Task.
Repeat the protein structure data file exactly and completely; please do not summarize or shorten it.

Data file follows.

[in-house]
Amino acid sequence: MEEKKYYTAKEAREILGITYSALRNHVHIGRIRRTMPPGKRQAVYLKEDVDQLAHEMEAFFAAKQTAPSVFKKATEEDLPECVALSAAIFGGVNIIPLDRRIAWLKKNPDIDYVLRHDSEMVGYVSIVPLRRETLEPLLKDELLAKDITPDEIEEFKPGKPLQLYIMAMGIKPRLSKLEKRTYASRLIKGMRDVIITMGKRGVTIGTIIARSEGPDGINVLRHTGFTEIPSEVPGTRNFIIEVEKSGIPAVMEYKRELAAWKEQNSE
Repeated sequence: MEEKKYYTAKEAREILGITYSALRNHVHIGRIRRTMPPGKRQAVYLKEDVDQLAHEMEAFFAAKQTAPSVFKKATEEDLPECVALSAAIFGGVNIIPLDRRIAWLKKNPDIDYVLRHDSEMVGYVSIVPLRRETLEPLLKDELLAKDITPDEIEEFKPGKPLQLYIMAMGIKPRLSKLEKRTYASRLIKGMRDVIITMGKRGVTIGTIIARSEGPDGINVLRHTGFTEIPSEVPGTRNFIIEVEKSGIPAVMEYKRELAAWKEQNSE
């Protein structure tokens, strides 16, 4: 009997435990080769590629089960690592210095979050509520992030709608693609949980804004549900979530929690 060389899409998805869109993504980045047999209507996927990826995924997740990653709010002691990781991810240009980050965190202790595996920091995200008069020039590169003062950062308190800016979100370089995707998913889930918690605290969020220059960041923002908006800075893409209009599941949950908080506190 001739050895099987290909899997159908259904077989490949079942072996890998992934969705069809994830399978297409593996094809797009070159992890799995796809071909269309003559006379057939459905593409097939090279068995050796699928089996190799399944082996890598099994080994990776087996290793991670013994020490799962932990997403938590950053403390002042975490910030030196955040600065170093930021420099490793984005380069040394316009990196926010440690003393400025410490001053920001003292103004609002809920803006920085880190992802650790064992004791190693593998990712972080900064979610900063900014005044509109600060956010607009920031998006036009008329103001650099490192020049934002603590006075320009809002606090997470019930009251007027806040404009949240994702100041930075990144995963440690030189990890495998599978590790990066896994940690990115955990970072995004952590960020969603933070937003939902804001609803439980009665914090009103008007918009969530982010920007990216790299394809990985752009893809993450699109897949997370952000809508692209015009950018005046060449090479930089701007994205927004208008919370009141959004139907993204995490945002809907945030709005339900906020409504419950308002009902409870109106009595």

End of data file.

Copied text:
[in-house]
Amino acid sequence: MEEKKYYTAKEAREILGITYSALRNHVHIGRIRRTMPPGKRQAVYLKEDVDQLAHEMEAFFAAKQTAPSVFKKATEEDLPECVALSAAIFGGVNIIPLDRRIAWLKKNPDIDYVLRHDSEMVGYVSIVPLRRETLEPLLKDELLAKDITPDEIEEFKPGKPLQLYIMAMGIKPRLSKLEKRTYASRLIKGMRDVIITMGKRGVTIGTIIARSEGPDGINVLRHTGFTEIPSEVPGTRNFIIEVEKSGIPAVMEYKRELAAWKEQNSE
Repeated sequence: MEEKKYYTAKEAREILGITYSALRNHVHIGRIRRTMPPGKRQAVYLKEDVDQLAHEMEAFFAAKQTAPSVFKKATEEDLPECVALSAAIFGGVNIIPLDRRIAWLKKNPDIDYVLRHDSEMVGYVSIVPLRRETLEPLLKDELLAKDITPDEIEEFKPGKPLQLYIMAMGIKPRLSKLEKRTYASRLIKGMRDVIITMGKRGVTIGTIIARSEGPDGINVLRHTGFTEIPSEVPGTRNFIIEVEKSGIPAVMEYKRELAAWKEQNSE
């Protein structure tokens, strides 16, 4: 009997435990080769590629089960690592210095979050509520992030709608693609949980804004549900979530929690 060389899409998805869109993504980045047999209507996927990826995924997740990653709010002691990781991810240009980050965190202790595996920091995200008069020039590169003062950062308190800016979100370089995707998913889930918690605290969020220059960041923002908006800075893409209009599941949950908080506190 001739050895099987290909899997159908259904077989490949079942072996890998992934969705069809994830399978297409593996094809797009070159992890799995796809071909269309003559006379057939459905593409097939090279068995050796699928089996190799399944082996890598099994080994990776087996290793991670013994020490799962932990997403938590950053403390002042975490910030030196955040600065170093930021420099490793984005380069040394316009990196926010440690003393400025410490001053920001003292103004609002809920803006920085880190992802650790064992004791190693593998990712972080900064979610900063900014005044509109600060956010607009920031998006036009008329103001650099490192020049934002603590006075320009809002606090997470019930009251007027806040404009949240994702100041930075990144995963440690030189990890495998599978590790990066896994940690990115955990970072995004952590960020969603933070937003939902804001609803439980009665914090009103008007918009969530982010920007990216790299394809990985752009893809993450699109897949997370952000809508692209015009950018005046060449090479930089701007994205927004208008919370009141959004139907993204995490945002809907945030709005339900906020409504419950308002009902409870109106009595």